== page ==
Garden helps community grow

Many people in New Bethlehem community don’t realize there is free food just down the street.


It doesn’t cost anything in dollars and cents, but there is some sweat equity involved.

The New Bethlehem Community Garden began in 2009 as a way to encourage healthful eating. Anyone who is willing to volunteer to work in the garden can take home some of the bounty.

“We really want to try to promote them eating more fresh vegetables and also encouraging them to grow their own,” Millicent West, the director of New Bethlehem Community Center, said of the neighborhood residents.

Last week, Pauline Heard, the center’s clothing center manager, filled a large silver bowl with fresh tomatoes, squash and pole beans still specked with soil from the garden. She planned to offer them free to the senior citizens who would gather at the center the next day. Fresh produce is always available to the seniors at the center, and is sometimes given to those who request assistance from the food bank.

Neighborhood residents are free to pick vegetables, though, so long as they take only what their family can use, West said.

“If there’s something that you need for your family, if we can’t go to our pantry and get it, we can go into the garden and get something that will help, even if it’s just to make a pot of soup,” she said.

For the most part, residents respect the garden, although there have been occasional instances in which someone took more than their share.

Christie said she has seen many community gardens in other areas and thought that one would benefit the impoverished neighborhood around the community center.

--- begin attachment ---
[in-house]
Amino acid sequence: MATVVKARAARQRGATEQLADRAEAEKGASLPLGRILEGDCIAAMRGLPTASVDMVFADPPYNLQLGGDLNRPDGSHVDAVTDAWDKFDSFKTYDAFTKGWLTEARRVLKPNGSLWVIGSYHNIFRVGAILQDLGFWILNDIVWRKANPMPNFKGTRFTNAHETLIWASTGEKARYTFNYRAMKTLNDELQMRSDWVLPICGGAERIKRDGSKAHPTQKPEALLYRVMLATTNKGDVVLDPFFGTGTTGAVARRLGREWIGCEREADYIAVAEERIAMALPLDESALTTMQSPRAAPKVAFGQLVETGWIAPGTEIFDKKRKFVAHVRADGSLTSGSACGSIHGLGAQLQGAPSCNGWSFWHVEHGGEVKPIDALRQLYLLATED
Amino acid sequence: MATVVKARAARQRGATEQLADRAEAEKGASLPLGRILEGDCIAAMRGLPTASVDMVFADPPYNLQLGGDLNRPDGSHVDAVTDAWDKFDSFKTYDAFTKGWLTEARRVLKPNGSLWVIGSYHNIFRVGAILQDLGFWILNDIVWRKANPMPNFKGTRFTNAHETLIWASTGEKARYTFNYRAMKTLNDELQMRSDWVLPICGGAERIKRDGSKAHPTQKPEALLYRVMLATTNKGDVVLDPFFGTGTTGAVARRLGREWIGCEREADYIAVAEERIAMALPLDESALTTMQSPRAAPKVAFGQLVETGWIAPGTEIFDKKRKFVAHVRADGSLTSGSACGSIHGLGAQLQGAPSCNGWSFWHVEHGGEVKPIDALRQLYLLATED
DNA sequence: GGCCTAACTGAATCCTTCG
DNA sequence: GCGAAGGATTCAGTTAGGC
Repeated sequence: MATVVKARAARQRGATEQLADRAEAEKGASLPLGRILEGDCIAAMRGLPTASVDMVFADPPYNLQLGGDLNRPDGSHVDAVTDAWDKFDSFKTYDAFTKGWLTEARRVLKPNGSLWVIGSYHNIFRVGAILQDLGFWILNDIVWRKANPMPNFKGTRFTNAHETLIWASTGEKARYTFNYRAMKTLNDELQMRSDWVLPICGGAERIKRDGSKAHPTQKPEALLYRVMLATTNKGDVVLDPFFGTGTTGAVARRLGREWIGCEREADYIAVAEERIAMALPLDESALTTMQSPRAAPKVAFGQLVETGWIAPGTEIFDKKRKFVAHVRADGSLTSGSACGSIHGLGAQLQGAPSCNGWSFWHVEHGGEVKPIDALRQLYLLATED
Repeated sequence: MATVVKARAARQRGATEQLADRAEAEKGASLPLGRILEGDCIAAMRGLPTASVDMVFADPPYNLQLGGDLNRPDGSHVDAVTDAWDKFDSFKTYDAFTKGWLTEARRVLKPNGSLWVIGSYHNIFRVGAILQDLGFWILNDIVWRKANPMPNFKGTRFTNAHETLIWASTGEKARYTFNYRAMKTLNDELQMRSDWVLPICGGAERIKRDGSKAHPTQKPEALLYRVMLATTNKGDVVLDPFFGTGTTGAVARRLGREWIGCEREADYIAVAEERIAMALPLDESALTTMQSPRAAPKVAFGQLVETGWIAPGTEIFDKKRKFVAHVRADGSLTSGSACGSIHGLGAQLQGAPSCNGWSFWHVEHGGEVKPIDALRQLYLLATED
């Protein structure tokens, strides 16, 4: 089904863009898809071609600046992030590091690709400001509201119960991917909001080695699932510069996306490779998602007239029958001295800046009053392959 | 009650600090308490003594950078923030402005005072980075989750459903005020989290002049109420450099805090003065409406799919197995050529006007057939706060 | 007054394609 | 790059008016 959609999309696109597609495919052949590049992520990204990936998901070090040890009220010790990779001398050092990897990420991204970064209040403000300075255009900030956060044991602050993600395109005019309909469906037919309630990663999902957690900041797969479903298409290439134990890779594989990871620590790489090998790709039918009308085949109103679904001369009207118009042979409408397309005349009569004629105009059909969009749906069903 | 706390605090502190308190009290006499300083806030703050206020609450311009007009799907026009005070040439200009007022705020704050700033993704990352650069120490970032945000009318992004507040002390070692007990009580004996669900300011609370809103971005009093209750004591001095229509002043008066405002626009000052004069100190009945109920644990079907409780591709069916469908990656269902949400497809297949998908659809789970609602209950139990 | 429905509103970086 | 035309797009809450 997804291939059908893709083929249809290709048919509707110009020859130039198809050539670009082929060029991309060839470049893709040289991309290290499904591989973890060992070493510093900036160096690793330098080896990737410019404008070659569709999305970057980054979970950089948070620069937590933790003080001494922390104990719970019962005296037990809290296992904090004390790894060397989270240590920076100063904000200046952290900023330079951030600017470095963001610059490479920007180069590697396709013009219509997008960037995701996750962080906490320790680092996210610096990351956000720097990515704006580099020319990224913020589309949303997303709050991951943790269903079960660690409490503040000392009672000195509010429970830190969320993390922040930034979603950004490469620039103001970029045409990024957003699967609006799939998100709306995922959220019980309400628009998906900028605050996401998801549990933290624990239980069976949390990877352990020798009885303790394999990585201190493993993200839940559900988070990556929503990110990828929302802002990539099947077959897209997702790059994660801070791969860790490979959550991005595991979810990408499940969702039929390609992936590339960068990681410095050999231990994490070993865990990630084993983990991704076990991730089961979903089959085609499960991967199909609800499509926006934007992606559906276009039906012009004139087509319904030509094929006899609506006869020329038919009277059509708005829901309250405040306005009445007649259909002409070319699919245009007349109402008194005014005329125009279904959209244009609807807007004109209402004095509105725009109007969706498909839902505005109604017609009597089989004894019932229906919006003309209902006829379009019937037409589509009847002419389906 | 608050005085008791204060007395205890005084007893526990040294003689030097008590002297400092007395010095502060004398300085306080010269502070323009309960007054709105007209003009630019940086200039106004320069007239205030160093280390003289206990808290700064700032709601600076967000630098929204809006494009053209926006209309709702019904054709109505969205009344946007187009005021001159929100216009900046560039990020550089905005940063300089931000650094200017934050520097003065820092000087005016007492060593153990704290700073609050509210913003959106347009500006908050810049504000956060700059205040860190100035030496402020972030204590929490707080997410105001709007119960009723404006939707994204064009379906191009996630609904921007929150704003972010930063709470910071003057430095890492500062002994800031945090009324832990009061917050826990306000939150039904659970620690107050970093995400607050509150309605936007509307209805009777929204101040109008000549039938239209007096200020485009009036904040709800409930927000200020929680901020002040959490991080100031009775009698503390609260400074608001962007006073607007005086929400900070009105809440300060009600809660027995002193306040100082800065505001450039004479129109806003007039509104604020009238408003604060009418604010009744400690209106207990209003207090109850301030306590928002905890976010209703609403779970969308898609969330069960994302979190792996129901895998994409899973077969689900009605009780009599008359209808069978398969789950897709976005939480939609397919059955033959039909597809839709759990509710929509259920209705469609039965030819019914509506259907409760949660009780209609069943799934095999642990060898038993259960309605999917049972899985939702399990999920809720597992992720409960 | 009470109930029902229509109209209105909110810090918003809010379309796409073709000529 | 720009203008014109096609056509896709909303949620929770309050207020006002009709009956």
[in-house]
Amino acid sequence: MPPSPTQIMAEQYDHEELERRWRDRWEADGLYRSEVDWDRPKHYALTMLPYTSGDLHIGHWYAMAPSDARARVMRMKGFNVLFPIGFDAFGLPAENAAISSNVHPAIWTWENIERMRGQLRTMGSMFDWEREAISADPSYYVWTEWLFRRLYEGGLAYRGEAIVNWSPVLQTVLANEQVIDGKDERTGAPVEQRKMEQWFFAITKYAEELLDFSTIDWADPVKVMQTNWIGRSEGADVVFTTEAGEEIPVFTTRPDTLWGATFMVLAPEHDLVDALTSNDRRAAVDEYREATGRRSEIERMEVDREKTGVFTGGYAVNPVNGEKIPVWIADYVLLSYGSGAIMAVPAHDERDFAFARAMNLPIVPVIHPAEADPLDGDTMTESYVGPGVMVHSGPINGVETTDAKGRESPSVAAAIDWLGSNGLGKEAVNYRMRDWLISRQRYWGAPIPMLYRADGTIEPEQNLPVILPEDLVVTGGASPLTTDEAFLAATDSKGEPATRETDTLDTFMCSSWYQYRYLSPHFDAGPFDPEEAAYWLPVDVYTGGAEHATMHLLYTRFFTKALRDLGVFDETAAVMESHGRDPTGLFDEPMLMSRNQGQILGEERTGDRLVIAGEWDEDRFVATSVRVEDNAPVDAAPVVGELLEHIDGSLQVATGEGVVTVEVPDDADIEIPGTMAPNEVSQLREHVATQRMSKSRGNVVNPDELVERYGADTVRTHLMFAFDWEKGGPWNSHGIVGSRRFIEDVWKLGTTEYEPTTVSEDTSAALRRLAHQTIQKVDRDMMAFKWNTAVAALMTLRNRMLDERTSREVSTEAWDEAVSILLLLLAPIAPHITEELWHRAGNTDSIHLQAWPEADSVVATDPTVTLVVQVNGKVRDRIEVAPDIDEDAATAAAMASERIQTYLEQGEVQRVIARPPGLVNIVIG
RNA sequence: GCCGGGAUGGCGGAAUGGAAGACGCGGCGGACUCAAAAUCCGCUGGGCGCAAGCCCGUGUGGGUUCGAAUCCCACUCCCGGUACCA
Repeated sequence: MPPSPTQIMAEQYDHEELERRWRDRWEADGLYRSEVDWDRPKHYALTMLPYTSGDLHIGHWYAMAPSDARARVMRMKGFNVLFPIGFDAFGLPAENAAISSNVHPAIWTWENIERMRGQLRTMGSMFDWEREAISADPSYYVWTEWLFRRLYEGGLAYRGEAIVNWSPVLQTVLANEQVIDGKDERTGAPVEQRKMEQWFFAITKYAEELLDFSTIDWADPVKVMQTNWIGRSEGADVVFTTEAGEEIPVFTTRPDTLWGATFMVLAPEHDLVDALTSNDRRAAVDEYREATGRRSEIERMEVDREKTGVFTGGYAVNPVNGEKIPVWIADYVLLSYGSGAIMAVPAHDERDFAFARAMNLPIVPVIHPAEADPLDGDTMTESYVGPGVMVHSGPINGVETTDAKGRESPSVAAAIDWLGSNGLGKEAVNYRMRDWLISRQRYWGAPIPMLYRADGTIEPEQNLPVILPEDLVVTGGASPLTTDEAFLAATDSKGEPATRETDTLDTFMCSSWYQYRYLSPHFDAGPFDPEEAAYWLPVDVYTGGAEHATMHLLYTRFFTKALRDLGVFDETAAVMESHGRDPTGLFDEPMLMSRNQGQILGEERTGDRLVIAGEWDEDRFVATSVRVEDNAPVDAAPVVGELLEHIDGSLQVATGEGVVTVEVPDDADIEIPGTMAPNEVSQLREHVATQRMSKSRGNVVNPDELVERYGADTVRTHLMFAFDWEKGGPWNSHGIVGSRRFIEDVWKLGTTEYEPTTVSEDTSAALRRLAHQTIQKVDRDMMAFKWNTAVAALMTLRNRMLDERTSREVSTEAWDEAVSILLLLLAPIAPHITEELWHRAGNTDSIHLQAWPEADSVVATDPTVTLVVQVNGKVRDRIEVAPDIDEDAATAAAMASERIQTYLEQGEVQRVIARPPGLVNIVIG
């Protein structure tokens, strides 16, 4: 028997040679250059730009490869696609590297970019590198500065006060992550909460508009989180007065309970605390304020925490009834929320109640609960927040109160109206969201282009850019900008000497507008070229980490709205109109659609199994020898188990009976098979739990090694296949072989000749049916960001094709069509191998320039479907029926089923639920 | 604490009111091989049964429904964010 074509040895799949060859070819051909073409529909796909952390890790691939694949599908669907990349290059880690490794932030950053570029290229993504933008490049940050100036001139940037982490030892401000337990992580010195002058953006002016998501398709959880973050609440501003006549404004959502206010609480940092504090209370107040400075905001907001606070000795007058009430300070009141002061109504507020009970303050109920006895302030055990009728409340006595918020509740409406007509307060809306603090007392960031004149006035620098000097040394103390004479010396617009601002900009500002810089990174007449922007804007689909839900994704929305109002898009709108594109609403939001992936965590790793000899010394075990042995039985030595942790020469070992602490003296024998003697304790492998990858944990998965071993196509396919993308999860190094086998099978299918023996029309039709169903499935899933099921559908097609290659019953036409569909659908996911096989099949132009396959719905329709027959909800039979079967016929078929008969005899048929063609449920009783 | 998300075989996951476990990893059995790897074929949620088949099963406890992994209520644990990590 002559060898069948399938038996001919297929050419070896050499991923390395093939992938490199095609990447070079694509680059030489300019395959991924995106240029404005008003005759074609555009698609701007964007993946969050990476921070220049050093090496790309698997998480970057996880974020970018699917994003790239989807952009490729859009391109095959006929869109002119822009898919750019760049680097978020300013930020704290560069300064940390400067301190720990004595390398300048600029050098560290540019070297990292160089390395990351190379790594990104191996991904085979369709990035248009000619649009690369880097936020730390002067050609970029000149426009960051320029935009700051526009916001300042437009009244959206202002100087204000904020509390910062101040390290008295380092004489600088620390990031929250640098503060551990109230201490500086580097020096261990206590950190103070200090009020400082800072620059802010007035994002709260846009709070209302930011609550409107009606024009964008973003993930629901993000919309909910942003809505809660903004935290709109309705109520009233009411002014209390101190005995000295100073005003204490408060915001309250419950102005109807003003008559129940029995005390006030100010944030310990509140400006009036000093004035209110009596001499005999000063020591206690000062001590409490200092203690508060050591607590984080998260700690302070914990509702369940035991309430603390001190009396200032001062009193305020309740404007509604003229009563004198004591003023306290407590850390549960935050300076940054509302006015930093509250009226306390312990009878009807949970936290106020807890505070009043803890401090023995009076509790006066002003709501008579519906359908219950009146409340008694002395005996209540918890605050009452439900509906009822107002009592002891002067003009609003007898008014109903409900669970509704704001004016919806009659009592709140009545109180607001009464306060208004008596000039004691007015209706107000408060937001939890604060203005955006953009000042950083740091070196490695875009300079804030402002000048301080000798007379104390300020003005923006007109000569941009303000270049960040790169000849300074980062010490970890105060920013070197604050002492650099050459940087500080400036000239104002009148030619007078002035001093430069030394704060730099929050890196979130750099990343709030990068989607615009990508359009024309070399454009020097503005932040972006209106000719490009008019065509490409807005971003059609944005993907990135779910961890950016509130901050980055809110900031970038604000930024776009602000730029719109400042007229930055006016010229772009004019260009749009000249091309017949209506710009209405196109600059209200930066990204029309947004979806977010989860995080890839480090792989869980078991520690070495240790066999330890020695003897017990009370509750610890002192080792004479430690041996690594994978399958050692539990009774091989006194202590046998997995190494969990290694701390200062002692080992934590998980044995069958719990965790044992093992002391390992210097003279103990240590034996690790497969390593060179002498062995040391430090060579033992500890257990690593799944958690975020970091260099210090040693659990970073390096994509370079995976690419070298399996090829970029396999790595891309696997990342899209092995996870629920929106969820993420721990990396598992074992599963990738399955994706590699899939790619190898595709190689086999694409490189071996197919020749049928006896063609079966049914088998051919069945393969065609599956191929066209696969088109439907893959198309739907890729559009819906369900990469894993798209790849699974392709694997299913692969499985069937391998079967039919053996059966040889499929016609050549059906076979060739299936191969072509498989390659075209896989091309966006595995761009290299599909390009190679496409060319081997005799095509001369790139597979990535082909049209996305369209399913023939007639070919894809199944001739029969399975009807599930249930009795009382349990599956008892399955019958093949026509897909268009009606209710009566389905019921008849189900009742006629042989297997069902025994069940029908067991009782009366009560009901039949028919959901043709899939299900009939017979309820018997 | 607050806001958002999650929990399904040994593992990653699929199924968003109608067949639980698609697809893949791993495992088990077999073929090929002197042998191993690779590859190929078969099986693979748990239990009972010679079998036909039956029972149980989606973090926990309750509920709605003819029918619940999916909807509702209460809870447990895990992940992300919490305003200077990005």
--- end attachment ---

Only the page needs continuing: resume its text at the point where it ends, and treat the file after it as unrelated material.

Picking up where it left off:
“I read a lot about hunger in the world, and you can see just by walking or driving through the neighborhood that there aren’t many stores,” she said. “The stores that are there are moms-and-pops. The only things they have are candy and chips and that sort of thing.”

The garden sits on a corner lot across the street from the community center, on a piece of land the center rents from Habitat for Humanity for a nominal fee.

It started with one unframed row. It has since grown to seven framed rows and has its own water supply, thanks to the city, Christie said.

Her vision includes a small greenhouse for producing warm-weather vegetables such as tomatoes year-round. She also wants to install a pergola for more picnic space and a small tool shed.

That costs money, and she was told she needs a contractor to help her apply for a permit, Christie said. “I’m looking for someone who wouldn’t mind volunteering a little bit of time to get the permits done,” she said.

Several church and other community groups have turned out to help in the garden. Occasionally during the school year, Christie will take after-school children to help in the garden. In turn, the students are rewarded with snacks and sandwiches.

More volunteers are needed to work the garden. Christie is there nearly every Wednesday afternoon and is happy to share her knowledge along with the vegetables.

West said she thinks that although it is slowly catching on, most people don’t realize the garden is theirs.

“I think part of it may be that people don’t really know that it’s here. It’s for everybody in the community,” she said. “I think the whole idea of volunteerism, period, is an issue. So getting people to volunteer and getting people to understand the concept of a community garden is difficult.”



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